• Fri. Dec 1st, 2023


The Pet encyclopedia

Five decades of finding Britain’s rarest breeding birds


It uses data, mostly collected by volunteers, to track the fortunes of around 100 of the UK’s rarest breeding species, including Golden Eagle, Crane and Turtle Dove.

The Panel’s work informs a wide range of conservation and monitoring work, including the reintroduction of Red Kite and White-tailed Eagle, and assessments of Sites of Special Scientific Interest and Special Protection Areas.

RBBP was founded to counter an understandable but unhelpful tendency for rare breeding birds to be kept secret, even from the organisations tasked with protecting them. When the people who recorded these species died, their extraordinary knowledge often died with them. The creation of RBBP ensured that the expertise, skill and time required to find rare breeding birds could be harnessed for science and conservation. Fears that sharing information with RBBP could risk the very real threats of persecution and disturbance proved to be unfounded: at no point during the Panel’s five decades have any data been released inappropriately.

Since 1973, species have been added to or removed from the list of those monitored by RBBP for a variety of reasons. Long-eared Owl was first included in 2011, after improved knowledge suggested it was rarer than had previously been thought, while Turtle Dove, which first appeared on the list in 2018, is an example of a species that has undergone severe declines (there were about 125,000 pairs when the Panel was formed). Reflecting the success of widespread reintroduction programmes, Red Kite was removed from the list in 2012, as was Cetti’s Warbler – a recent colonist that has benefitted from increasingly mild UK winters – in 2016.

Cetti’s Warbler, copyright Glyn Sellors, from the surfbirds galleries

Several species once monitored by the RBBP have ceased to breed in the UK. These include Black Tern, Snowy Owl and Golden Oriole, which last bred in 1975, 1976 and 2009 respectively. Although the UK lies at the edge of these birds’ regular breeding ranges, this is not the case for Wryneck, a once common and widespread bird that finally vanished in 2002. The Panel’s most recent annual report was the first since 1975 to include no breeding records of Montagu’s Harrier – could this be the next species to disappear altogether?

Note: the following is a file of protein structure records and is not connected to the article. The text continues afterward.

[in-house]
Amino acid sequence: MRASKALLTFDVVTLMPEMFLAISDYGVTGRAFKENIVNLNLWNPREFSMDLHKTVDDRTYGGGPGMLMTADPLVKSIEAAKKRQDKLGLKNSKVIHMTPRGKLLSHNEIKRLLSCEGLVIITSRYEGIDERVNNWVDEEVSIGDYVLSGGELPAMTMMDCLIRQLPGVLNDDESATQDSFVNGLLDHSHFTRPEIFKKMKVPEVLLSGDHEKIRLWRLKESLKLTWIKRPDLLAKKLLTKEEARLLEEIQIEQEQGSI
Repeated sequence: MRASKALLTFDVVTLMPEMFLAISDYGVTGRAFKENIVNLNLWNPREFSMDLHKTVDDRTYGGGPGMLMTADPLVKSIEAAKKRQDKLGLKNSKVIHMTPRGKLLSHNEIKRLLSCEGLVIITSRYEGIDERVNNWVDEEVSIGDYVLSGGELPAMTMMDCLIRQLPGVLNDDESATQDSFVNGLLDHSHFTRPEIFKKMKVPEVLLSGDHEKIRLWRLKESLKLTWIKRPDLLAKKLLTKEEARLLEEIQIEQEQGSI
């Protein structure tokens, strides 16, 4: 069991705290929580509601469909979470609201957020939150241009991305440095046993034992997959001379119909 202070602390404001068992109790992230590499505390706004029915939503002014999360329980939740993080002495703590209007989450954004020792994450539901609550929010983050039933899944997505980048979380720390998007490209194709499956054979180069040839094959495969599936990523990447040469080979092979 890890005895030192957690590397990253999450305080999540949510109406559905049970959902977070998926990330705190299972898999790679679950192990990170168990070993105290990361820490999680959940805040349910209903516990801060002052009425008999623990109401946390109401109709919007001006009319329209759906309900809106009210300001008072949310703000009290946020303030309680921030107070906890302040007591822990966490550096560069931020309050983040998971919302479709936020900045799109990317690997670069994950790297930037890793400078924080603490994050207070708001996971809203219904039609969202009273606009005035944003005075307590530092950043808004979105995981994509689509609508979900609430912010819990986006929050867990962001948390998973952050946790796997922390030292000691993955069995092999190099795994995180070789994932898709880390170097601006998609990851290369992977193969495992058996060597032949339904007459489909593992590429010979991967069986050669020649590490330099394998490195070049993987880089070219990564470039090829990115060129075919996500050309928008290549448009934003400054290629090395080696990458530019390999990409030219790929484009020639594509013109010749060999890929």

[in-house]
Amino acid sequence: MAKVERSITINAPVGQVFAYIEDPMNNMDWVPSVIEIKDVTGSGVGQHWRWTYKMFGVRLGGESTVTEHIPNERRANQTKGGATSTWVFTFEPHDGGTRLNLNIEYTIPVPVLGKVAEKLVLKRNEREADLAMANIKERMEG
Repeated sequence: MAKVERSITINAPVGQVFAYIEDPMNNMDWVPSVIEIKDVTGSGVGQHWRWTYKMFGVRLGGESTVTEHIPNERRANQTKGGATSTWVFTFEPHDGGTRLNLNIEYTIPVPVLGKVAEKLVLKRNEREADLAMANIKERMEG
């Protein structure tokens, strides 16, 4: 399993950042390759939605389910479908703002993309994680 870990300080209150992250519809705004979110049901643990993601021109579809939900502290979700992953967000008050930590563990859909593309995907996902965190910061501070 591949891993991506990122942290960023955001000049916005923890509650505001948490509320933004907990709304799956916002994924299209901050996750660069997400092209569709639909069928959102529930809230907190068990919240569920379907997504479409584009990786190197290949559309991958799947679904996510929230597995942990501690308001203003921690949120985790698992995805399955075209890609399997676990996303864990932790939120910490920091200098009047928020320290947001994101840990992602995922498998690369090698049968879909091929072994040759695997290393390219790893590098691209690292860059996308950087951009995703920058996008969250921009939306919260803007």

RBBP data are used for the regular multi-agency Birds of Conservation Concern reports, as well as for assessments of Sites of Special Scientific Interest and internationally important Special Protection Areas. They have informed targeting of habitat restoration work for species such as Bittern, and fed into reintroduction projects for Crane, White-tailed Eagle, Red Kite and others. The Panel is funded by JNCC, RSPB and BTO.

Dr Mark Eaton, RBBP Secretary, said: “The RBBP has only been able to report on the often fragile populations of the UK’s rarest breeding birds thanks to the efforts of many thousands of birdwatchers over five decades – about 90% of our data come from expert volunteers. Furthermore, the county bird recorders who collate birdwatchers’ records to submit to the RBBP are volunteers – our work is a classic example of citizen science. This is efficient, low-cost monitoring to support a wide range of conservation action for some of our most exciting birds, from Avocets to Golden Eagles.”

Dr Helen Baker, RBBP member and JNCC Marine Species Lead, said: “The contribution that those collecting and submitting data to RBBP have made to bird conservation is both hugely impressive and important. It has allowed national conservation bodies to develop priorities for action – supporting projects to help understand threats to birds and to recover or enhance populations – and has strongly influenced wildlife law and policy, here in the UK and internationally.”

Dr Andrew Stanbury, RBBP member and RSPB Conservation Scientist, said: “We’re delighted to celebrate this milestone anniversary. Over the last 50 years, the Rare Breeding Birds Panel, with the vital support of others, have played a critical role in documenting the changing fortunes of the UK’s breeding bird populations during the nature and climate emergency.”

Dawn Balmer, RBBP Chair and BTO Head of Surveys, said: “The RBBP plays an important role in the suite of bird monitoring in the UK by collating information on the rarest breeding birds. Huge thanks go to all the volunteer birdwatchers, county bird recorders and others who provide data to RBBP.”